Selection effects on dishonest behavior
Marek Hudik and
Judgment and Decision Making, 2021, vol. 16, issue 2, 238-266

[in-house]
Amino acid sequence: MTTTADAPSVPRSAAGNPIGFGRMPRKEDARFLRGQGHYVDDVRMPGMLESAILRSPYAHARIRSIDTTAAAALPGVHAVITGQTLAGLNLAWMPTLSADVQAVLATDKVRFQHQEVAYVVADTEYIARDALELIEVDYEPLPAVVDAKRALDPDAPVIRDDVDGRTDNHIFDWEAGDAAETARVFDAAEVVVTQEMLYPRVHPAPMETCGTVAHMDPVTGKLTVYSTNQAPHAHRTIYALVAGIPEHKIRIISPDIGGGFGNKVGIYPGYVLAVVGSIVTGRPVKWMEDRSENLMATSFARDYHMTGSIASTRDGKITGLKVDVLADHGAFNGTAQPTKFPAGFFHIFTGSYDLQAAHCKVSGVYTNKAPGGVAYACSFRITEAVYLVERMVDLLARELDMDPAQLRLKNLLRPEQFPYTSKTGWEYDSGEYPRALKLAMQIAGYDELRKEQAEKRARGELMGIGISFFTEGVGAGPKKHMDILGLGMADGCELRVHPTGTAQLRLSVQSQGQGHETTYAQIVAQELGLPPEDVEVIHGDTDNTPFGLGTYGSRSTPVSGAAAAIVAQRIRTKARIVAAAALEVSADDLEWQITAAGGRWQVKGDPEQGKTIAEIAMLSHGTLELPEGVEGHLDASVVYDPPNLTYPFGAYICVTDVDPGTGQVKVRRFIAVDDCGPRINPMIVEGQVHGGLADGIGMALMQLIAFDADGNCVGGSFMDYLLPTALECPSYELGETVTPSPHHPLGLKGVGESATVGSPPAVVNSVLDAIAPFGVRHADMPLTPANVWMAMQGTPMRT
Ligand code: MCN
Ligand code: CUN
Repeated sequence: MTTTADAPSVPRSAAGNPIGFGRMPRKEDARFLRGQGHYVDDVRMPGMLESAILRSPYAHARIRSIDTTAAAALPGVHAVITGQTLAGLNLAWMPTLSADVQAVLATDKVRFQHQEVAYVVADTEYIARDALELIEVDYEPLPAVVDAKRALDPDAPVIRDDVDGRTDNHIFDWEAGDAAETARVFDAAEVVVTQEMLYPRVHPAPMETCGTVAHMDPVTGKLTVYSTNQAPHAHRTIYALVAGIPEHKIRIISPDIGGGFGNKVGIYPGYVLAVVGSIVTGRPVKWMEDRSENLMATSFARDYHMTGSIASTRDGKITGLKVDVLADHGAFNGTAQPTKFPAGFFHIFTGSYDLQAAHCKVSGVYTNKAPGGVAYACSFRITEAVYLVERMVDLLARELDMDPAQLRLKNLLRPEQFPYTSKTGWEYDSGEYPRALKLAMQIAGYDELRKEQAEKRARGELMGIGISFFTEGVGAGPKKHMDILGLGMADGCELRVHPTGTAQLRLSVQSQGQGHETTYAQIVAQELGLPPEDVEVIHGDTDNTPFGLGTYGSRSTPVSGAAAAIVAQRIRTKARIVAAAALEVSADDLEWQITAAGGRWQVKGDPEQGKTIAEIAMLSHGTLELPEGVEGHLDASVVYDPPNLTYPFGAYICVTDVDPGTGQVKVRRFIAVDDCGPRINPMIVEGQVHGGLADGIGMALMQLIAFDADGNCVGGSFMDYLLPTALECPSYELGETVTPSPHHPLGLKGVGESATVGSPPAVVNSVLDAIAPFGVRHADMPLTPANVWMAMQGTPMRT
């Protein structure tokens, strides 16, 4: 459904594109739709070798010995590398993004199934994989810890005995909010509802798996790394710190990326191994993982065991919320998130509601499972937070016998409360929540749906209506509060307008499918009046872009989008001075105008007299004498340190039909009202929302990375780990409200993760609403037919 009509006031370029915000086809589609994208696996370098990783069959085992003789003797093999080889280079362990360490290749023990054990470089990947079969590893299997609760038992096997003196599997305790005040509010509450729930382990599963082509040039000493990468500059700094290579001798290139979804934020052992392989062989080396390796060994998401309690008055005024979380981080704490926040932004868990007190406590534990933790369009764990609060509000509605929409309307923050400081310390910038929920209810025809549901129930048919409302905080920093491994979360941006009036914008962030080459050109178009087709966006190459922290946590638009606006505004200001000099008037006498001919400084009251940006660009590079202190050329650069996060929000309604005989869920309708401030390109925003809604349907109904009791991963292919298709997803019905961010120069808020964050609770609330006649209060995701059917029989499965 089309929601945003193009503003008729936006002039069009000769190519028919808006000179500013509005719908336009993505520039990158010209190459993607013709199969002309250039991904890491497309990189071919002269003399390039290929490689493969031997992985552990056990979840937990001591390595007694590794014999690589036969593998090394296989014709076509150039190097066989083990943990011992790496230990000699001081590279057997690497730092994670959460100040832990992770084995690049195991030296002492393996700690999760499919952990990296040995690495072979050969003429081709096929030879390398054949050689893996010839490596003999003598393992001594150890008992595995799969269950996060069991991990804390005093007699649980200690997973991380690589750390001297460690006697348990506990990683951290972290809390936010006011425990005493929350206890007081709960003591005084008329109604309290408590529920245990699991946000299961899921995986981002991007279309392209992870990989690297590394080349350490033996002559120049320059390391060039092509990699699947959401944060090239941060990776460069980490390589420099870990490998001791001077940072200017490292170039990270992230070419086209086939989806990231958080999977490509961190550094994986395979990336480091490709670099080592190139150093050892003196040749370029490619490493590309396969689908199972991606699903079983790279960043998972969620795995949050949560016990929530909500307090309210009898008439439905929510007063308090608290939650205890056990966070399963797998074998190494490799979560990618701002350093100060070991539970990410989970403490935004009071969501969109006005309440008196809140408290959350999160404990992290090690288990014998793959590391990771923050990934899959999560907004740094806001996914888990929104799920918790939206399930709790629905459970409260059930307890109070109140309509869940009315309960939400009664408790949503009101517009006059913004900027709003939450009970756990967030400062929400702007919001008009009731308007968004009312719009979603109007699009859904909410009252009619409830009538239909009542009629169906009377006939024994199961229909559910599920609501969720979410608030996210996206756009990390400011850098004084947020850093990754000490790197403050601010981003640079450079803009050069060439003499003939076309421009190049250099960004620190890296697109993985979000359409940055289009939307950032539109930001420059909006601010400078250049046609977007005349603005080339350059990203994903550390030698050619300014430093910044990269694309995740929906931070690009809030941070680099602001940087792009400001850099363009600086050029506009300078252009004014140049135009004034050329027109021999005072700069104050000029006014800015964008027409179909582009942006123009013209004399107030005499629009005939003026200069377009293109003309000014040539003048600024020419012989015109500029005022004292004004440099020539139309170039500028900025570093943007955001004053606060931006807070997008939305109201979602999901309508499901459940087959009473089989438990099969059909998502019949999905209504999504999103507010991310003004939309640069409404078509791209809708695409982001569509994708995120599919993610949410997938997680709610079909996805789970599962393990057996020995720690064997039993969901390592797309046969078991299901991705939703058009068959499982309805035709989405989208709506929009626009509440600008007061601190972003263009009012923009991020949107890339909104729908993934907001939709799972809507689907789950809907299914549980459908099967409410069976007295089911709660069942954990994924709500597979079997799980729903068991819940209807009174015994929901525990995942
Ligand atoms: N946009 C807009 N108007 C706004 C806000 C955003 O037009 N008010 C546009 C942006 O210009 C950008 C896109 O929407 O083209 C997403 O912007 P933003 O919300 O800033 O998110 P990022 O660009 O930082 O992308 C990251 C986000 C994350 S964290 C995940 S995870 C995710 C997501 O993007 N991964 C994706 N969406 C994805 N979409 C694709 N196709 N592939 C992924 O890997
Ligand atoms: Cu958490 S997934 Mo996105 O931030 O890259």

In many situations people behave ethically, while elsewhere dishonesty reigns. Studies of the determinants of unethical behavior often use random assignment of participants in various conditions to identify contextual or psychological factors influencing dishonesty. However, in many real-world contexts, people deliberately choose or avoid specific environments. In three experiments (total N = 2,124) enabling self-selection of participants in two similar tasks, one of which allowed for cheating, we found that participants who chose the task where they could lie for financial gain reported a higher number of correct predictions than those who were assigned it at random. Introduction of financial costs for entering the cheating-allowing task led to a decrease in interest in the task; however, it also led to more intense cheating. An intervention aimed to discourage participants from choosing the cheating-enabling environment based on social norm information did not have the expected effect; on the contrary, it backfired. In summary, the results suggest that people low in moral character are likely to eventually dominate cheating-enabling environments, where they then cheat extensively. Interventions trying to limit the preference of this environment may not have the expected effect as they could lead to the selection of the worst fraudsters.
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